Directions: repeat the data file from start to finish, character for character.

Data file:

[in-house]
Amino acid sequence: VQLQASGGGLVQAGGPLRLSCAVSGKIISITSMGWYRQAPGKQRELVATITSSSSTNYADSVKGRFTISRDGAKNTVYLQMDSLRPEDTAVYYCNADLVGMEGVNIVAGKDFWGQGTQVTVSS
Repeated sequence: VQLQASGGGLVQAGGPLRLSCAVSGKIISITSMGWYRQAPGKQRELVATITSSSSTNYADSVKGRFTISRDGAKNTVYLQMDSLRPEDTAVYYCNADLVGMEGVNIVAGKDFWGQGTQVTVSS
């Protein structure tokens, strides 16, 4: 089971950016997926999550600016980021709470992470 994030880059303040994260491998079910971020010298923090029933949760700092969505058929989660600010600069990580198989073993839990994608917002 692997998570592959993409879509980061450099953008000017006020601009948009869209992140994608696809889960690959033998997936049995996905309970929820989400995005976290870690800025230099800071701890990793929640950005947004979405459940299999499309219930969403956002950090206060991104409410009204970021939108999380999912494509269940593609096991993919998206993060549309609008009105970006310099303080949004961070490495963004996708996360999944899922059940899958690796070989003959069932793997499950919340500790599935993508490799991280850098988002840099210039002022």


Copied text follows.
[in-house]
Amino acid sequence: VQLQASGGGLVQAGGPLRLSCAVSGKIISITSMGWYRQAPGKQRELVATITSSSSTNYADSVKGRFTISRDGAKNTVYLQMDSLRPEDTAVYYCNADLVGMEGVNIVAGKDFWGQGTQVTVSS
Repeated sequence: VQLQASGGGLVQAGGPLRLSCAVSGKIISITSMGWYRQAPGKQRELVATITSSSSTNYADSVKGRFTISRDGAKNTVYLQMDSLRPEDTAVYYCNADLVGMEGVNIVAGKDFWGQGTQVTVSS
């Protein structure tokens, strides 16, 4: 089971950016997926999550600016980021709470992470 994030880059303040994260491998079910971020010298923090029933949760700092969505058929989660600010600069990580198989073993839990994608917002 692997998570592959993409879509980061450099953008000017006020601009948009869209992140994608696809889960690959033998997936049995996905309970929820989400995005976290870690800025230099800071701890990793929640950005947004979405459940299999499309219930969403956002950090206060991104409410009204970021939108999380999912494509269940593609096991993919998206993060549309609008009105970006310099303080949004961070490495963004996708996360999944899922059940899958690796070989003959069932793997499950919340500790599935993508490799991280850098988002840099210039002022």